Friday, August 16, 2013

The Art of Summer Reading: Mercer Mayer

Among all the beloved, memorable books of my childhood, I probably hold no other series in higher esteem than I do John D. Fitzgerald's The Great Brain books, narrated by John D., the younger brother of Tom D., AKA "the Great Brain."


Author John D. Fitgerald set his stories, loosely based on personal experiences from his youth, in Adenville, Utah in the late 1800s. For a 1970s kid like me - a child of the space age - these chapter-long anecdotes of life during simpler time where fascinating (and a bit of a revelation).

Fitzgerald starts the first book in the series with a hilarious anecdote about his family becoming the first in Adenville to own a "water closet." When the boys' father orders the technological marvel of a toilet you use inside the house from the Sears-Roebuck catalogue, the ever scheming Great Brain immediately sees financial opportunity. He devises a plan to charge every kid in town a penny per viewing. Little brother John D. is enlisted as "a barker" for "ten percent of the gross receipts."


Many of the stories revolved around amusing scenarios like this. But unlike other childhood fair, the Great Brain books often explored very sobering topics and themes. Not the least among them was a frequent reminder of the rough justice of childhood. This was a time when fist fights weren't discouraged by adults - and losers not only took a beating, they were forced to eat dirt to punctuate their guilt and humiliation.


Fitzgerald reinforced important concepts like the destructive nature of greed and envy,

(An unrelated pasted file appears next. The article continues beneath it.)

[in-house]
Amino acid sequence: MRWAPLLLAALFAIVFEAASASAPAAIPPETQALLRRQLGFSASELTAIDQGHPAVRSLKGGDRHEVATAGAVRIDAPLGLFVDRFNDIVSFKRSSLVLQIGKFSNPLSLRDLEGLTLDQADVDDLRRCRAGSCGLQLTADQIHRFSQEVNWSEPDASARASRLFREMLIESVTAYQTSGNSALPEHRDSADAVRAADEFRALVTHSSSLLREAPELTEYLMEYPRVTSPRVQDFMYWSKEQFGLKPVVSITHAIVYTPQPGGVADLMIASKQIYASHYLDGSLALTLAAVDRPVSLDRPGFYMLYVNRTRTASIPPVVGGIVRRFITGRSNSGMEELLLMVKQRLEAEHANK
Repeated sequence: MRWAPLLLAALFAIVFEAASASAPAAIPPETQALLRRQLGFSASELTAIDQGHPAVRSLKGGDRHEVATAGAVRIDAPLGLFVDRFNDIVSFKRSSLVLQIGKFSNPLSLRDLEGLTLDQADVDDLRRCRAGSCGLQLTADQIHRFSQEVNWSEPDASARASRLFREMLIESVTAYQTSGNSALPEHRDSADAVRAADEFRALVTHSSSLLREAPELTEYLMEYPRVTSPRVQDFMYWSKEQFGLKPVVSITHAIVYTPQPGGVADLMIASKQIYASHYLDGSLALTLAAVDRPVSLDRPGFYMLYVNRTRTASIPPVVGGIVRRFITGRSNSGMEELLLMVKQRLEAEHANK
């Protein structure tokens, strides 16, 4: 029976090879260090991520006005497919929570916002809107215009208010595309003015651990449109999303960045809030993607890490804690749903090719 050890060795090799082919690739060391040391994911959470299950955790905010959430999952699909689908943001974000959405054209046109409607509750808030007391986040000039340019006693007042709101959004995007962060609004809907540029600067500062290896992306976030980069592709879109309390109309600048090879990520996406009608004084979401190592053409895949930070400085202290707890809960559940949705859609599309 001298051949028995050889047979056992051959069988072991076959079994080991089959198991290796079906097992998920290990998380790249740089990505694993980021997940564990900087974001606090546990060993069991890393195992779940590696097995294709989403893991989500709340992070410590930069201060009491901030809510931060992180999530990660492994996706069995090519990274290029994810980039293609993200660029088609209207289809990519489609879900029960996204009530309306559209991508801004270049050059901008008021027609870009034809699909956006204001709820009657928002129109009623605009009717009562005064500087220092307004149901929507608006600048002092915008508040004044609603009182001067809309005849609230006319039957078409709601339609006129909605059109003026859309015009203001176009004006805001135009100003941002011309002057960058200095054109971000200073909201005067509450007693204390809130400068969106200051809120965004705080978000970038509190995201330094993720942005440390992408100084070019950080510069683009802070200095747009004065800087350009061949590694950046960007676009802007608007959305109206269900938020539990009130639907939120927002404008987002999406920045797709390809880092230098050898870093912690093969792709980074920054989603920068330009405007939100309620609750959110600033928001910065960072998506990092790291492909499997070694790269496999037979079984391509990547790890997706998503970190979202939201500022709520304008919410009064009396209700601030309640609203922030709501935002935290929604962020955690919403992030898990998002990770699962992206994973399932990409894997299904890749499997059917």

... the inevitable consequences of lying to parents, teachers or anyone else in authority,


... or the tragic result of not showing compassion for one's fellow man.


As I was a kid of maybe nine or ten at the time of reading, John D.'s first-person narration had exactly the right tone of voice to reach me and introduce what would become some extremely valuable, thought-provoking life lessons. In a manner that never came across as preachy, Fitzgerald taught young readers the importance of kindness and community and to appreciate the simple pleasures of life. His stories stayed with me into adulthood. Years later, I made a point of reading the Great Brain series to my own sons knowing they would no doubt affect them in a similar manner.

The Great Brain books were illustrated by Mercer Mayer.



Over the course of the series, you can begin to see his style maturing nicely.





As a kid, I was conscious of the intricacy of Mayer's pen and ink technique. It's part of what attracted me to these books in the first place.


I enjoyed looking at his illustrations immensely (and still do).


They were so unlike anything else I had seen at that point in my life...


... so complex in their rendering and "old fashioned" looking.



I read a bit about Mercer Mayer's career in preparing this post (I had no idea he has over 300 books published!) and noted that some critics accuse him of borrowing too heavily from Maurice Sendak's oeuvre. I can see the similarity of style... but I don't know, I can appreciate both artists' work on it's own merits and would not consider them too close for comfort.


For me, Mayer's interpretation of John D. Fitzgerald's stories will always be the one I imagine when I think of the Great Brain and the world he lived in.

* If you're interested in seeing more of Mercer Mayer's Great Brain illustrations, I found scans of the entire series at this blog.


  1. This book series is one of my favorites! Thank you for posting the lovely illustrations. As a kid I loved Mercer Mayer's "How the Trollusk Got His Hat" and read it so much the pages fell out. Good times.

  2. I think Maurice Sendark must have been a big fan - those pen drawings remind me of his Little Bear illustrations (which I have to say I love)

  3. "The Great Brain looks like a hobbit.

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